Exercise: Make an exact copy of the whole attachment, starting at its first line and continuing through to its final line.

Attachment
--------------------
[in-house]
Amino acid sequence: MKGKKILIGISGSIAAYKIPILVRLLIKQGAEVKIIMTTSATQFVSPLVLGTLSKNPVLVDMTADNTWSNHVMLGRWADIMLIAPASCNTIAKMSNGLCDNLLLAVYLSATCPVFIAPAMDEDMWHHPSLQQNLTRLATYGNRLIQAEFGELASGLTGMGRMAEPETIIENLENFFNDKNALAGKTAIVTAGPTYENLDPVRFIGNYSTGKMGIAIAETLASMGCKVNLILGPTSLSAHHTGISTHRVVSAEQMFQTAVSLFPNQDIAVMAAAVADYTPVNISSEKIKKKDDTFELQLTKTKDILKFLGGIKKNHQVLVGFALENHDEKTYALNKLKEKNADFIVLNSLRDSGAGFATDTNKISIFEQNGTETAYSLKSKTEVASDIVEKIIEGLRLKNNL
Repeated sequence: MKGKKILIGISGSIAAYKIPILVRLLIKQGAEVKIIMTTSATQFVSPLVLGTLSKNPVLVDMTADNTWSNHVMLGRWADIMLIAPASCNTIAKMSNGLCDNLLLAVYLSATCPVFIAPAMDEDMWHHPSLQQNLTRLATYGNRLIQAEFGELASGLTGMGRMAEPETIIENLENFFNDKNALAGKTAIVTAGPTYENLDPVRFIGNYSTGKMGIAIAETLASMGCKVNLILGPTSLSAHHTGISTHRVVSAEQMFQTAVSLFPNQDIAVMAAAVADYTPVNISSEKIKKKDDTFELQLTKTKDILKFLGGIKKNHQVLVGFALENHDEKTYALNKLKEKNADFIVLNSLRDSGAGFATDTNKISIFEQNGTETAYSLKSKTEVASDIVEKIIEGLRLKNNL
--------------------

[in-house]
Amino acid sequence: MKGKKILIGISGSIAAYKIPILVRLLIKQGAEVKIIMTTSATQFVSPLVLGTLSKNPVLVDMTADNTWSNHVMLGRWADIMLIAPASCNTIAKMSNGLCDNLLLAVYLSATCPVFIAPAMDEDMWHHPSLQQNLTRLATYGNRLIQAEFGELASGLTGMGRMAEPETIIENLENFFNDKNALAGKTAIVTAGPTYENLDPVRFIGNYSTGKMGIAIAETLASMGCKVNLILGPTSLSAHHTGISTHRVVSAEQMFQTAVSLFPNQDIAVMAAAVADYTPVNISSEKIKKKDDTFELQLTKTKDILKFLGGIKKNHQVLVGFALENHDEKTYALNKLKEKNADFIVLNSLRDSGAGFATDTNKISIFEQNGTETAYSLKSKTEVASDIVEKIIEGLRLKNNL
Repeated sequence: MKGKKILIGISGSIAAYKIPILVRLLIKQGAEVKIIMTTSATQFVSPLVLGTLSKNPVLVDMTADNTWSNHVMLGRWADIMLIAPASCNTIAKMSNGLCDNLLLAVYLSATCPVFIAPAMDEDMWHHPSLQQNLTRLATYGNRLIQAEFGELASGLTGMGRMAEPETIIENLENFFNDKNALAGKTAIVTAGPTYENLDPVRFIGNYSTGKMGIAIAETLASMGCKVNLILGPTSLSAHHTGISTHRVVSAEQMFQTAVSLFPNQDIAVMAAAVADYTPVNISSEKIKKKDDTFELQLTKTKDILKFLGGIKKNHQVLVGFALENHDEKTYALNKLKEKNADFIVLNSLRDSGAGFATDTNKISIFEQNGTETAYSLKSKTEVASDIVEKIIEGLRLKNNL